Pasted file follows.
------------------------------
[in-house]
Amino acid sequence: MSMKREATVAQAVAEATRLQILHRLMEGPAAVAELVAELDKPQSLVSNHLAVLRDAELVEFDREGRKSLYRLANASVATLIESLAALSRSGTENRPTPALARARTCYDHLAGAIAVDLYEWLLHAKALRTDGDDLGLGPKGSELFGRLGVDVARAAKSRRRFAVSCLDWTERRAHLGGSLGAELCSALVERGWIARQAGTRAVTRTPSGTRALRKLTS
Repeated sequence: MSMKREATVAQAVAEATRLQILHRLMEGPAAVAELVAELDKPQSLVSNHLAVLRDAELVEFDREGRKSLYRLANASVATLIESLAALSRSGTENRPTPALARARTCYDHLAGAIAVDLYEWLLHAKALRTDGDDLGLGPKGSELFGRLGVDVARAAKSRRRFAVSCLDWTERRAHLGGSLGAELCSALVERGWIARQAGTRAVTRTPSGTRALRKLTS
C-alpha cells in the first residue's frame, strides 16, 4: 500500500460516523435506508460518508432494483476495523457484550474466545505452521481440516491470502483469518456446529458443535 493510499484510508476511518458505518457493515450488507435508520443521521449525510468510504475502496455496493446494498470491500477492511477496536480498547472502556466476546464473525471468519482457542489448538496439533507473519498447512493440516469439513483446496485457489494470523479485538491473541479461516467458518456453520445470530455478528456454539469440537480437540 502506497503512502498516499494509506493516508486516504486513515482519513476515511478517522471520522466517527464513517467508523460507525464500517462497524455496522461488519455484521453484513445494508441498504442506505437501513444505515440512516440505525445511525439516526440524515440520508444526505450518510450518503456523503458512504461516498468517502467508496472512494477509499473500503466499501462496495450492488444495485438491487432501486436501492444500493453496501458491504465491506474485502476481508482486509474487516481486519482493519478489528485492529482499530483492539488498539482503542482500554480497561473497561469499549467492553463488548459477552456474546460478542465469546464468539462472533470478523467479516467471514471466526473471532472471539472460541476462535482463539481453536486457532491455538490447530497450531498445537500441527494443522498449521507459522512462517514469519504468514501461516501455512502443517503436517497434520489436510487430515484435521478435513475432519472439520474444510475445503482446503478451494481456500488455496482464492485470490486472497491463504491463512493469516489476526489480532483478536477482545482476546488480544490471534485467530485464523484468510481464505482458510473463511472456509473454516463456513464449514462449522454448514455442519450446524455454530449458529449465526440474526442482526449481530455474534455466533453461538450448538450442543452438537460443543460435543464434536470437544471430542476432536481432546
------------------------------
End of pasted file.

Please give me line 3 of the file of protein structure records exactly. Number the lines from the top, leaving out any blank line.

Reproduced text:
Repeated sequence: MSMKREATVAQAVAEATRLQILHRLMEGPAAVAELVAELDKPQSLVSNHLAVLRDAELVEFDREGRKSLYRLANASVATLIESLAALSRSGTENRPTPALARARTCYDHLAGAIAVDLYEWLLHAKALRTDGDDLGLGPKGSELFGRLGVDVARAAKSRRRFAVSCLDWTERRAHLGGSLGAELCSALVERGWIARQAGTRAVTRTPSGTRALRKLTS